Regional Victoria is lagging the rest of the country in primary and community health services, according to the latest data from the Productivity Commission’s annual ‘Report on Government Services’.
The report exposed that Victoria falls short of national averages in both inner and outer regional areas for various critical health professionals per capita, including chiropractors, Indigenous health practitioners, and medical radiation practitioners.
Shadow Parliamentary Secretary for Health, Annabelle Cleeland, described the shortage of practitioners in regional areas as a significant obstacle to improving health outcomes.
“These statistics are a wake-up call for the government’s neglect of regional healthcare,” Ms Cleeland said.
The report also revealed regional areas are facing a scarcity of dentists and allied dental practitioners, with waitlists for public dental services estimated to be nearly two years in some regions.
The Member for Euroa emphasized the importance of primary and community health services in early intervention, warning that the lack of investment would lead to deferred care and an increase in emergency department presentations.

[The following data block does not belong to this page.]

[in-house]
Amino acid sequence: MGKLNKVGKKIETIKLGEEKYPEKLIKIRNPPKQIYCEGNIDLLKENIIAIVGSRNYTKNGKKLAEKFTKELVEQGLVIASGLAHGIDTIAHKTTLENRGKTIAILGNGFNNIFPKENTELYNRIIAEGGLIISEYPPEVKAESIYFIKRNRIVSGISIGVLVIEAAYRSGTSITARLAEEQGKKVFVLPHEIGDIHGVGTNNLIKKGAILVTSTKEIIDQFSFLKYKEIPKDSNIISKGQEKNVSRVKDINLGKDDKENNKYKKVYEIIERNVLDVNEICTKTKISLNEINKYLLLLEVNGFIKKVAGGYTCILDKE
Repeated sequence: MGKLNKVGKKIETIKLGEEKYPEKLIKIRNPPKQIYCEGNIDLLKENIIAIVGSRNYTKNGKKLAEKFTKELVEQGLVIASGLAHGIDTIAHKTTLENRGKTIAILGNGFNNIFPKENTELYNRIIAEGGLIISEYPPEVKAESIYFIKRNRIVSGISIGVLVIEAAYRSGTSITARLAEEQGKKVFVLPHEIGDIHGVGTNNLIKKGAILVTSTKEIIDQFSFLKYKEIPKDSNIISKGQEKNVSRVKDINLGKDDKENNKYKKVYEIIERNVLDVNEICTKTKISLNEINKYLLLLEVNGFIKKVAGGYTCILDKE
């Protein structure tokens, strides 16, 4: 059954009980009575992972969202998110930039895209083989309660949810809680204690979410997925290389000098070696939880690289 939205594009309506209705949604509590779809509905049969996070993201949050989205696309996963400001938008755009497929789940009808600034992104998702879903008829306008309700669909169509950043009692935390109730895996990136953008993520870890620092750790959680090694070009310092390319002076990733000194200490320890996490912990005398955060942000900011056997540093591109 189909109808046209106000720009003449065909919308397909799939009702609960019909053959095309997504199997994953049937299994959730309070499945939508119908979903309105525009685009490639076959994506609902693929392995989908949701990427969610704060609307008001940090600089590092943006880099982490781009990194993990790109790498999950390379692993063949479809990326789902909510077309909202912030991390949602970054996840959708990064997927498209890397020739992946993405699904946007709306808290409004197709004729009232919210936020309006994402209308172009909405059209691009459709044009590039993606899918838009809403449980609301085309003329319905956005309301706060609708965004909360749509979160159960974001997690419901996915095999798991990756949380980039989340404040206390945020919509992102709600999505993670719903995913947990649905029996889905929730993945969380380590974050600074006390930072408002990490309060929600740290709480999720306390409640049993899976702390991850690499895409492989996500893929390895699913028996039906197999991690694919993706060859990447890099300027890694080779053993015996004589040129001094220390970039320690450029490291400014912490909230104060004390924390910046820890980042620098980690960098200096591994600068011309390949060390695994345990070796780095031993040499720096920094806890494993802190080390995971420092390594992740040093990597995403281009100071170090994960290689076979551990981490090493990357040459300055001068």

“The shortage of psychologists in regional areas, especially given the recent flooding and mental health impacts of the pandemic, is of major concern,” she said.
“Families in Seymour and across the North-East and Hume region are struggling to access mental health support, and this is heartbreaking.”
Ms Cleeland called for a multi-layered solution to address the shortage of health workers in regional areas.
“Our regional economies need to be attractive places for health workers. This means affordable housing, accessible childcare, and a massive increase in infrastructure investment,” she said.
“All these issues are interconnected. The government needs to end its neglect of our region and understand the dire consequences of its lack of investment.”